Since time en memoriam, dining out at any sort of table service restaurant was an essentially similar experience. As long as one were not in the type of place where they were likely to be asked if they would like fries with that order, the order of operations on a meal out was always the same: Hostess seats you, waitress take your drink orders, waitress brings the drinks, takes the food order, brings the food, brings the check. The fanciness of the locale, the quality of the food, the amount of flare on the waitresses' uniforms can and will vary from place to place, but that essential order of operations pretty much remained unchanged.
Or at least it did until Ziosk strolled out onto the field with a simple question: couldn't we automate more of this?
"I think anyone who has eaten in a restaurant on a busy night and felt like they spent more time waiting than enjoying their food already knew that there was a better way to handle the dining experience," a Ziosk spokesperson told us.
And that better way, care of Ziosk, is a 7-inch tablet with 22 hours of battery life and a Wi-Fi connection designed to be an all-in-one dining assistant and entertainment center for customers who are sitting at a table. The tablet comes preloaded with games, making it a perennial favorite of children, but also Ziosk's proprietary news-based trivia game (updated bi-weekly) and social media tie-in that allows diners to keep friends and family updated in real-time on their dinner's progress.
"I think if most people take a quick survey through their social media feeds it becomes pretty apparent that eating is a social activity and digital communications has made it possible to make it a social activity beyond the people we're literally eating with, and Ziosk is making it even easier still for consumers to tap into that."
But convincing consumers to use the tablet was and is only part of the battle for a company hoping to put its tech on every table — or at least every casual dining table — coast to coast. Restaurants also have to want it there, and therein lies the biggest challenge for the firm coming up. Restaurants, running on thin margins don't particularly like trying new things, especially if those things are technological upgrades with an uncertain ROI.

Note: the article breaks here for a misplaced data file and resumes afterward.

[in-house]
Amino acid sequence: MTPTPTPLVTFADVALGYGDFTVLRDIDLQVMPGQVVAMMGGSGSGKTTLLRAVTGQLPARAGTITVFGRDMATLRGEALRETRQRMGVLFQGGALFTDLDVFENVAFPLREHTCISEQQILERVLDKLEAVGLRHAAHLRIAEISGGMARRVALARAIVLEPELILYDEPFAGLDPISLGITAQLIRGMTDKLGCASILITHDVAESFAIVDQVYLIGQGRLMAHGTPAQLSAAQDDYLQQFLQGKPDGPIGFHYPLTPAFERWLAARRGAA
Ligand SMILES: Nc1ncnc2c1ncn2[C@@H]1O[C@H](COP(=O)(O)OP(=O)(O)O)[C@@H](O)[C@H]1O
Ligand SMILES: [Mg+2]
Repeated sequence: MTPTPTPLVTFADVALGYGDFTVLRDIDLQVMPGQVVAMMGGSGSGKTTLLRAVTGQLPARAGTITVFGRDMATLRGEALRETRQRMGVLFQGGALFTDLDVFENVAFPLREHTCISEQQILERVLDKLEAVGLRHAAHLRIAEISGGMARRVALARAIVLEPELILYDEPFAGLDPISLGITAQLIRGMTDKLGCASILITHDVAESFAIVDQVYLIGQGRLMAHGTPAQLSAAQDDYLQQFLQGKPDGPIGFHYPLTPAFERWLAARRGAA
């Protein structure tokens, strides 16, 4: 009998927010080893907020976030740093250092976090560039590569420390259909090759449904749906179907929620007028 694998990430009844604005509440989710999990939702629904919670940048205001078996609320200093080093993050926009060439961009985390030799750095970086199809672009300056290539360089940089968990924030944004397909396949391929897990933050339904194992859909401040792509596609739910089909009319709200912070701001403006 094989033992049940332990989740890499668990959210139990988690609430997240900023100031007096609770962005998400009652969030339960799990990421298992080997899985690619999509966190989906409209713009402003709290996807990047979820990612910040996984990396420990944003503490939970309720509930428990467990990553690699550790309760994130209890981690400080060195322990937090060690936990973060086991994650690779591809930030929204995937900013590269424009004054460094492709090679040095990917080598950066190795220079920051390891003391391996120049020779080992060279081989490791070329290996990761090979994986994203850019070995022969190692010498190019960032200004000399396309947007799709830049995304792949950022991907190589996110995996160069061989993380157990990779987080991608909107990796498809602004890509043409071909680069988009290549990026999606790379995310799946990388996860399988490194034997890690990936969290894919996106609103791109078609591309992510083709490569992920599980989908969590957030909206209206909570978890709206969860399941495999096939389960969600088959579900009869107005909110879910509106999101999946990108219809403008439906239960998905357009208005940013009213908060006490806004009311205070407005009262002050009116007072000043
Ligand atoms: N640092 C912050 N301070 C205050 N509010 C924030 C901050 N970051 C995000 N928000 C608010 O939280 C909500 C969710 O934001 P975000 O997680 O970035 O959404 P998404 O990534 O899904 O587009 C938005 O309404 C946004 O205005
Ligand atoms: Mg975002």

But Ziosk's plan is to solve that problem walking in the door, because the tablets generate revenue. To access the world of tablet content in front of them, customers pay a $2 charge.
"And the revenue is only the start of what the tablets provide, though that is not insignificant since our tablets are used 85 percent of the time they appear on the table. However, we also see customers filling out surveys 30 percent of the time they are asked, without proffering a reward, as opposed to the less than 1 percent our customers were getting back when there was just a printed request on the receipt. And those surveys often required an additional reward like a free app coupon," the spokesman noted.
Among other impressive stats to drop, Ziosk also boasts increasing both the size of tickets customers are buying and a dramatic uptick in online loyalty programs through the table-side dining experience.
And while the obvious thought might be that the big losers in this equation would be the waiters and waitresses, who have been somewhat disintermediated out of the process, that actually hasn't been the case since, on average, wait staff see their tips improve notably in the places where the tablets are installed. Some write that improvement off to the faster service from a less frazzled waiter or waitress, while others note that it probably helps that the Ziosk tablet suggests an automatic 20 percent tip.
"The Ziosk unit is not meant in any way to replace or supplant any job positions at all," he noted. "It’s a great support for the servers.”
And while it might be good for the services on call, one can't help but wonder if the chain will soon be factoring Ziosks into their wait staff's table load — and perhaps determining they don't need quite as many servers on the floor. Given the size of the chains Ziosk is in today — Olive Garden, for example — that could mean some very big waves of staff restructuring nationwide.
But given the strength of consumer — and restaurant owner — response, it seems the tablet-assisted dining experience might just be the wave of the future, at least when it comes to fast casual. And Ziosk — which at present controls 95 percent of the table-side tablet market — is certainly well-positioned to ride that next wave.